On the subject of blue chips, I think dividends are going to account for a very large portion of investment returns from the stock market this year. I’m hopeful for the U.S. economy in its recovery, but whatever transpires this year, I just don’t see real gross domestic product (GDP) hitting over three percent, with the eurozone in recession and all the headwinds with taxes, sovereign debt, and government spending. If we see real GDP over two percent, we will be lucky.
Blue chips are, for the most part, in very good financial shape these days. Borrowing costs are low and cash balances are high. So from my perspective, one of the most reliable types of investment returns (the only real certainty is death and taxes, as the saying goes) is going to be the dividends received from corporations. I think we’re going to get another round of increased dividends this fourth-quarter earnings season and, with cash balances being so strong, more share buybacks to keep stock prices afloat.
The reason why cash balances among many blue chips are so high is that corporations are afraid to invest in this marketplace. They feel the same uncertainty we all do, so in order to keep shareholders as happy as possible, many companies are choosing to return their excess cash in the form of dividends and share buybacks over investing in new plant and equipment.
To be very frank, the only way for more “certainty” to be created in this marketplace is for policymakers to take more action on all the debt and spending problems we have in the majority of Western countries. In my view, the lack of reasonable, measured, and thoughtful policy action regarding these issues, both in Europe and in the U.S., is the reason why the U.S. economy isn’t growing at the rate that it could be. Instead of brinkmanship, the marketplace wants an action plan that irons out how these issues are going to be dealt with. This is what the stock market and corporations want to see happen. More “certainty” through policy action will be a catalyst for corporations to make new investments in the economy.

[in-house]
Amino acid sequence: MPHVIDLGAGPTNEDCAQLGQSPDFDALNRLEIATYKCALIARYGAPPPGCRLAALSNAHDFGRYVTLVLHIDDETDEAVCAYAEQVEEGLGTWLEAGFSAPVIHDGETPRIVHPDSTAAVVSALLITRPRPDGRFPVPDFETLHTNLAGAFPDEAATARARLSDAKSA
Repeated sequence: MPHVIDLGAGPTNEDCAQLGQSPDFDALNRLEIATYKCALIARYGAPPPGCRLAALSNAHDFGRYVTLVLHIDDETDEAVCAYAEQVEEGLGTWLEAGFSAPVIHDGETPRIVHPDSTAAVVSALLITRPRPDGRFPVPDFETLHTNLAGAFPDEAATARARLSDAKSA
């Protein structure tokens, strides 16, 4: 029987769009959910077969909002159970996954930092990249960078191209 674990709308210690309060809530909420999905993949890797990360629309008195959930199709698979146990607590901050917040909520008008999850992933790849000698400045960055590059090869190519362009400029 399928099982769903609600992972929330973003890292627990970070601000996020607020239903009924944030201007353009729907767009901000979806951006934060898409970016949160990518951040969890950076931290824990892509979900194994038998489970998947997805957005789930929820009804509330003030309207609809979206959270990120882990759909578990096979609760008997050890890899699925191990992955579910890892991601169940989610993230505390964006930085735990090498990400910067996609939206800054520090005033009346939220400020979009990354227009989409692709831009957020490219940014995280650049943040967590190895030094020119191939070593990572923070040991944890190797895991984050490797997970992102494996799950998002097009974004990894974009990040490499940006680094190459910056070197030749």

Getting back to blue chips; I fully expect yields to go up this year, and while I don’t believe in making stock market predictions, I don’t expect anything from the market this year. Any capital gains from blue chips or the rest of the market will be pure gravy over dividends. The structural problems in the global economy are that bad. The increase in yields will be a combination of rising dividends and flat or declining share prices. (See “Dividends Going Up Because Companies Don’t Want to Invest.”) Blue chips have been the place to be ever since the financial crisis in 2008/2009, and dividend-paying blue chips will continue to be more attractive on a relative basis.
Dividends don’t give you much more than the rate of inflation (the real rate of inflation), but they are better than nothing. Investment risk is high among all asset classes, although the recovery in the U.S. housing market is reassuring. I wouldn’t really be buying this market; I’d be waiting—waiting for the best blue chips to correct for an attractive new entry point. I’ll buy this market, just not right now.
Dividends from Blue Chips the Only Game in Town This Year was last modified: March 11th, 2013 by Mitchell Clark, B.Comm.
Mitchell Clark is a senior editor at Lombardi Financial, specializing in large- and micro-cap stocks. He’s the editor of a variety of popular Lombardi Financial newsletters, including Micro-Cap Reporter, Income for Life, Biotech Breakthrough Stock Report, and 100% Letter. Mitchell has been with Lombardi Financial for 17 years. He won the Jack Madden Prize in economic history and is a long-time student of equity markets. Prior to joining Lombardi, Mitchell was a stockbroker for a large investment bank. In the... Read Full Bio »
Forecasts Aug. 30, 2015
Immediate term outlook:
The bear market rally in stocks that started in March 2009, extended because of unprecedented central bank money printing, is coming to an end. Gold bullion is up $1,000 an ounce since we first recommended it in 2002 and we are still bullish on the physical metal.
Short-to-medium term outlook:
World economies are entering their slowest growth period since 2009. The Chinese economy grew last year at its slowest pace in 24 years. Japan is in recession. The eurozone is in depression. With almost half the S&P 500 companies deriving revenue outside the U.S., slower world economic growth will negatively impact revenue and earnings growth of American companies. Domestically, America’s gross domestic product grew by only a meager 2.3% in the second quarter, which will negatively impact an already overpriced equity market.
Estimates Aug. 30, 2015
Trailing 12-month EPS for Dow Jones companies (Most Recent Quarter)